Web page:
On April 4, 2017, the Department of Labor (the Department) released a final rule (to be published in the Federal Register on April 7, 2017) extending for 60 days the applicability dates of the fiduciary rule, the Best Interest Contract (BIC) exemption, and the Class Exemption for Principal Transactions in Certain Assets Between Investment Advice Fiduciaries and Employee Benefit Plans and IRAs (Principal Transactions Exemption), as well as the applicability dates for the amendments to certain other class exemptions. Although this extension provides regulated parties with additional time to come into compliance with the Department’s new regulations, the Department appears to hint in the final rule that parts of the fiduciary rule and related prohibited transaction exemptions (PTEs) may be here to stay.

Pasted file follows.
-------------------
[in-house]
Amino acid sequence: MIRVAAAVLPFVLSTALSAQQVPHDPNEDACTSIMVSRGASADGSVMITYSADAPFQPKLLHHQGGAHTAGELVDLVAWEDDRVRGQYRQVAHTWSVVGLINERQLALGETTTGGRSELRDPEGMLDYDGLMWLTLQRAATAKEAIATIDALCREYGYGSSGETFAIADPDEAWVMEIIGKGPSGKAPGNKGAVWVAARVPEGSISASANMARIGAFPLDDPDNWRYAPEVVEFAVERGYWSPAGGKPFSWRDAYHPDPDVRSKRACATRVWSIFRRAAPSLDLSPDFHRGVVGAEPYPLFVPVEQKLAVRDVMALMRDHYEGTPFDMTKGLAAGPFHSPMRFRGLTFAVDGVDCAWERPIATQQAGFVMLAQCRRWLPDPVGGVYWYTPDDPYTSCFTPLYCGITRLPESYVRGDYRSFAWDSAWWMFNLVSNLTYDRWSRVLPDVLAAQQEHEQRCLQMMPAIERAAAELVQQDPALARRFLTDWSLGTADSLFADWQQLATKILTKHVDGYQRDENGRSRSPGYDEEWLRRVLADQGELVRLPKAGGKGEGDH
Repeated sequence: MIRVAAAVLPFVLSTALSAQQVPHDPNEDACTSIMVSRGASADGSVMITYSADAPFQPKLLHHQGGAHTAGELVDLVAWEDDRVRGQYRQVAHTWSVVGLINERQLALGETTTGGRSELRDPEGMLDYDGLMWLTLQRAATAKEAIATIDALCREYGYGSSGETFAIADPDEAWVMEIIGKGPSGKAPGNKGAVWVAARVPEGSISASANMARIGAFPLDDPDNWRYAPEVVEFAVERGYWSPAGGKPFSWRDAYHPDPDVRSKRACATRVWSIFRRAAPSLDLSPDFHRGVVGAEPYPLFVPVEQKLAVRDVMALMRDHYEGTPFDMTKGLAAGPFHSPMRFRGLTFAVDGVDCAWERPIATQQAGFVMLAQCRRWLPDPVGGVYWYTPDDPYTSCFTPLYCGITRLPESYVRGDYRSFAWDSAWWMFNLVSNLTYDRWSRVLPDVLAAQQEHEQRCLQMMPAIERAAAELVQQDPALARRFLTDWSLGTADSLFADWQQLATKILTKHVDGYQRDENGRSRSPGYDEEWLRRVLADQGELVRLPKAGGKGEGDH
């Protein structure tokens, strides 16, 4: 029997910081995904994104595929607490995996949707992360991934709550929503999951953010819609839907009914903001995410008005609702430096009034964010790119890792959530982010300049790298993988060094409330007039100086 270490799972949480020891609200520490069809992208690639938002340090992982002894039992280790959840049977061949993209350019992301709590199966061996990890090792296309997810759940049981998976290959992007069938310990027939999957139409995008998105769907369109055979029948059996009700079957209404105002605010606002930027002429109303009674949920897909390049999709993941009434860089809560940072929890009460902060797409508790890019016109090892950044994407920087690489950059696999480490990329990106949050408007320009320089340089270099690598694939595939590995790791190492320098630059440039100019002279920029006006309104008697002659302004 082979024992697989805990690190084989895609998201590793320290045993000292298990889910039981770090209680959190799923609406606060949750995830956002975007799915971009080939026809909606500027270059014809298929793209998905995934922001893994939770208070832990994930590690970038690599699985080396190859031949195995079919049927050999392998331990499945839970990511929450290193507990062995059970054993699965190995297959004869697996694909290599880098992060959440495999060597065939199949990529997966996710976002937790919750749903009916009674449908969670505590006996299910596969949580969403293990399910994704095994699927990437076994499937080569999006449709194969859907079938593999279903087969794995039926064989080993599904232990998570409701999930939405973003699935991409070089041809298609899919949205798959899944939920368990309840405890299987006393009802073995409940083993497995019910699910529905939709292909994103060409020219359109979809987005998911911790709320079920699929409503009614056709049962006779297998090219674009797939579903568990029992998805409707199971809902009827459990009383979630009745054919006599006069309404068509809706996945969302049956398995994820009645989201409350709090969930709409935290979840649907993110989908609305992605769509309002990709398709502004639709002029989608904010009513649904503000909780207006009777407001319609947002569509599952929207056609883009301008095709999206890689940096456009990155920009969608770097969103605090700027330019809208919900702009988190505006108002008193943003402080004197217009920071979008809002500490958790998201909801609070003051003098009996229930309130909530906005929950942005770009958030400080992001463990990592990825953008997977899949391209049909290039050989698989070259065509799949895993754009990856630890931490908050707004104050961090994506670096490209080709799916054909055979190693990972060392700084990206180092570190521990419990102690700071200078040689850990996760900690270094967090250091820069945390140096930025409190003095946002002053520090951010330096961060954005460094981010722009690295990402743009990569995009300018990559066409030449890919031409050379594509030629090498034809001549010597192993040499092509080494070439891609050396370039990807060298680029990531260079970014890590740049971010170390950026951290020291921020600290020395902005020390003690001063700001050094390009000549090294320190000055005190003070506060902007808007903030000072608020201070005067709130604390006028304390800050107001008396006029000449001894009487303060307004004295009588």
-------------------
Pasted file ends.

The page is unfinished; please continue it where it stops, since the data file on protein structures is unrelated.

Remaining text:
The fiduciary rule, the BIC exemption, and the Principal Transactions Exemption will now become applicable on June 9, 2017 (as opposed to the original applicability date of April 10, 2017). The extension also amends the transition relief in Section IX of the BIC exemption and Section VII of the Principal Transactions Exemption to require that, from June 9, 2017 until January 1, 2018, fiduciaries only need to adhere to the impartial conduct standards. Those standards require that the financial institution and its advisers act prudently and without regard to the financial or other interests of the adviser, financial institution or any affiliate, related entity, or other party; receive no more than reasonable compensation; and refrain from making materially misleading statements in connection with the investment recommendation.